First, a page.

But the sense is growing, particularly with each gangland shooting, that Mr Shatter's egotistical disdain which has already seen off one Labour minister and cost the Government one critical referendum defeat, is an accident waiting to happen.

Ultimately, the Taoiseach should be more concerned by the ailing state of his two most critical political allies.

Mr Kenny's Coalition Cats-paw Eamon Gilmore has been boxed into a corner, following the self-immolation of 'our' Roisin who, as she walks through Leinster House, leaves a trail of ice behind her in the manner of a latter-day Jack Frost.

Critically, Mr Gilmore's straitened circumstances is as much of a Fine Gael as a Labour problem, for that party's 'fourmen down' status means that, as we approach the roughest, toughest Budget yet, Labour is not in a position to tolerate any further cabinet losses or Eamon will be trotting into the office to tell Enda: "Sorry, gaffer, but the lads won't wear it."

Ultimately Enda's most serious issue is Michael Noonan, for the Finance Minister is the pendulum on which this Government's survival hangs.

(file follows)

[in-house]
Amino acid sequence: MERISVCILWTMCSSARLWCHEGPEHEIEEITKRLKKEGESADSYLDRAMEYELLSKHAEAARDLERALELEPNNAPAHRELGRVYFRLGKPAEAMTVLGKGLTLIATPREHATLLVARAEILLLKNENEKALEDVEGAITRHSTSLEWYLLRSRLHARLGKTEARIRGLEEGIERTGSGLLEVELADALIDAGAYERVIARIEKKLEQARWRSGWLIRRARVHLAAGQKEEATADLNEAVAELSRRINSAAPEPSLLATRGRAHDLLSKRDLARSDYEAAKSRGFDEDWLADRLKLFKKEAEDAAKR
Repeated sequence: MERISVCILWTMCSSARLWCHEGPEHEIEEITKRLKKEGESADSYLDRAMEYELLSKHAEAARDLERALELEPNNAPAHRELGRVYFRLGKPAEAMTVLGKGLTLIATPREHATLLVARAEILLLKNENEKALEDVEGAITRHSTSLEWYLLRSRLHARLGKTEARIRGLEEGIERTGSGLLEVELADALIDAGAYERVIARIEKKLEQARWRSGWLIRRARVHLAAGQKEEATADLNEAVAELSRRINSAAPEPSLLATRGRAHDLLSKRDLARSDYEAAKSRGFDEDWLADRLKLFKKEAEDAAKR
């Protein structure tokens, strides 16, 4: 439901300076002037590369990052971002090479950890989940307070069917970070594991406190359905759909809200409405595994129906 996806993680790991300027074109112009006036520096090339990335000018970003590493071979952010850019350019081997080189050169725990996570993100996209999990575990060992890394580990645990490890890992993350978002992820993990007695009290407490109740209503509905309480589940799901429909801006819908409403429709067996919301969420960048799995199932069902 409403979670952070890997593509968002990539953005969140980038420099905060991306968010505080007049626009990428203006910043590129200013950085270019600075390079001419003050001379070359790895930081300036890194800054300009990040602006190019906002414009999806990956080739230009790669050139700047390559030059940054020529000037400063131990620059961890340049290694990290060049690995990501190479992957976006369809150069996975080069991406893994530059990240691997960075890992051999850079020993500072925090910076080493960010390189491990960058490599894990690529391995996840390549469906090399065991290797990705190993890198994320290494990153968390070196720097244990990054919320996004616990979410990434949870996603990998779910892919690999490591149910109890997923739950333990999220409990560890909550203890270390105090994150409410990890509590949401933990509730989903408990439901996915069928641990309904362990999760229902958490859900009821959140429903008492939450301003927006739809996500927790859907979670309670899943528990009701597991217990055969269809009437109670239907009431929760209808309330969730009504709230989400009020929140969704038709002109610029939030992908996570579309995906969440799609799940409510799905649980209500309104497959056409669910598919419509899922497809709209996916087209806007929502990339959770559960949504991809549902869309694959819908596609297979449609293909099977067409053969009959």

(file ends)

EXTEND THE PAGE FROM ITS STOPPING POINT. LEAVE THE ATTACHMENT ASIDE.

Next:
Enda can afford to have other ministers such as Howlin and Reilly performing in a manner that is remarkably similar to Laurel and Hardy trying to carry a grand piano up a staircase.

Noonan, in contrast is the nation's, and more importantly still, the Taoiseach's, comfort blanket.

However that elevated state, has now been challenged by that fiscal equivalent of cattle breaking into the corn, when the Finance Ministers of Germany, Finland and the Netherlands scorned the June 'game-changer' to break the link between Irish sovereign and bank debt.

To date the gnomic utterances which have seen the Finance Minister evolve into a national pacifier has worked equally well on the domestic and foreign stages.

But, should the banking deal tumble out of the sky in flames -- and who would blame Germany and the rest of the sane European countries for baulking at having to 'die in a fiscal ditch' to maintain Ireland's unique public sector pay rates? -- the lynchpin of this administration's fiscal strategy will be broken, probably beyond repair.

Back on the domestic front, the deterioration of Enda's authority is epitomised by the antics of some new FG TDs.

Now unknown entities such as Eoghan Murphy and Tony Lawlor may be little political scamps but the trouble with small children is that adults can trip over them.

The other key problem Enda has is that, like a Sixties dad trying to 'get down' with the hip-hop generation, he does not quite know how to deal with the cool, trendy cappuccino kids.

Mr Kenny cannot break their spines with vague promises of political preferment because they know there are no places available and he can't appeal to their unthinking loyalty because they have enough brains to realise they owe Enda nothing.